Director – Freddie Francis
Cast – Donald Pleasence, Donald Houston, Georgia Brown, Russell Lewis, Peter McEnery, Suzy Kendall, Frank Forsyth, Michael Jayston, Joan Collins, Kim Novak, Michael Petrovitch, Mary Tamm, Leon Lissek, Jack Hawkins
Release Year – 1973
Reviewed by John of the Dead
I had this film on my reviewing queue for quite some time, and honestly my only interest in viewing this piece was its “starring” actor Donald Pleasence. While I absolutely love anthology horror films, I had my doubts going into this watch due to its rarity and look/feel, and after finally giving this a watch I can say that my doubts were proven correct. While the execution is good at times, this overly simple film fails to deliver strong enough horror to warrant a truly positive review.
Dr blah blah, an eccentric psychiatrist touting a new breakthrough in the treatment of four patients, tells four tales of the madness that brought them there.
The first entry follows a young boy whose constantly bickering parents fail to acknowledge his imaginary friend, a tiger. This is the most simple effort in the film, and possibly the most horrific as well. We’ve seen the plot numerous times, where a young child’s imaginary friend is ignored by his/her parents, only to come back and haunt the parents in the end. I really cannot explain this story more without giving away the whole story, but despite it’s simple execution it was very effective and gave us possibly the more gruesome horror the film had to offer, which wasn’t much, but still.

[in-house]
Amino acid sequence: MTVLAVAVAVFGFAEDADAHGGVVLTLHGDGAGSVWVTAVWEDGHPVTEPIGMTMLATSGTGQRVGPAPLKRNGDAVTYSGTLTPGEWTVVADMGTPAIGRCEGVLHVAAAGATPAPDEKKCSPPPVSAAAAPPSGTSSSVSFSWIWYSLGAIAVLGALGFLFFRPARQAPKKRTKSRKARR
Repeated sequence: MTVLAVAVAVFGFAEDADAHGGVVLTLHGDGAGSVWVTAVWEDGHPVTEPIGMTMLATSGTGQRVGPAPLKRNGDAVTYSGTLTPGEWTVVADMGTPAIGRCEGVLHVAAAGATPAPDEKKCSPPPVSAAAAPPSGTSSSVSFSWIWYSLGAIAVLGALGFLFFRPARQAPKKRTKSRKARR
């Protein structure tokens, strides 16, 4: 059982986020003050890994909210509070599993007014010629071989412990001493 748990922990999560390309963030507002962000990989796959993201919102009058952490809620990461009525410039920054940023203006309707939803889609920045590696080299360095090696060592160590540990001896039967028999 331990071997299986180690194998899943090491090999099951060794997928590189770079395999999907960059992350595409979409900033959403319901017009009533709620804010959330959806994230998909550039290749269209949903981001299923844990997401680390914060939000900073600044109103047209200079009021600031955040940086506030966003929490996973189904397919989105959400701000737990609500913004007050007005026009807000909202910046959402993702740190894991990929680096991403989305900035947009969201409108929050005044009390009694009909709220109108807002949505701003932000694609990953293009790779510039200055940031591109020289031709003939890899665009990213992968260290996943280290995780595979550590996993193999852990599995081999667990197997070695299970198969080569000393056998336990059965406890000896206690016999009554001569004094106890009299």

The next story focuses on Timothy, an antique store owner whose historical bicycle sends him back in time, and is followed by a strange man reminiscent of an ever-changing photo of his uncle. This one was a bit cheesy due to the usage of the uncles photo, but overall it did a decent job of providing horror. There is a fairly strong love element as well, the only such one in this film, and that adds to the originality of this piece. The story is one that you must pay attention to, but keep in mind this is a story that could have been much better.
The third installment was definitely my favorite, which follows a man who brings home an odd looking tree stump found in the woods, much to the behest of his wife, and must choose between who he loves more – the tree or his wife, a tough decision to make. It sure sounds silly, but it worked very well and was not executed in overly silly fashion. I loved the idea of the man bringing home the odd and creepy looking tree stump, and it seemingly coming to life and heckling his wife was great, but ultimately the film hits peak enjoyability when the wife and stump duel to the death, which we sadly don’t see first hand but the closing sequence sustains the enjoyability.
The fourth entry was the one I enjoyed the least, which focuses on murder and voodoo and in uninteresting fashion. We follow a man set on devouring a woman’s young daughter, and the bulk of the experience falls apart due to poor pacing and unengaging material. The direction could have been much better, and while it made for maybe the goriest entry it also made for the worst the film had to offer.
The wraparound is nothing to write home about, but at least ended in pretty sweet but cheesy fashion.
Overall, Tales That Witness Madness is a film that could have been much better, but in the end is just a borderline-positive experience that will leave you unsatisfied.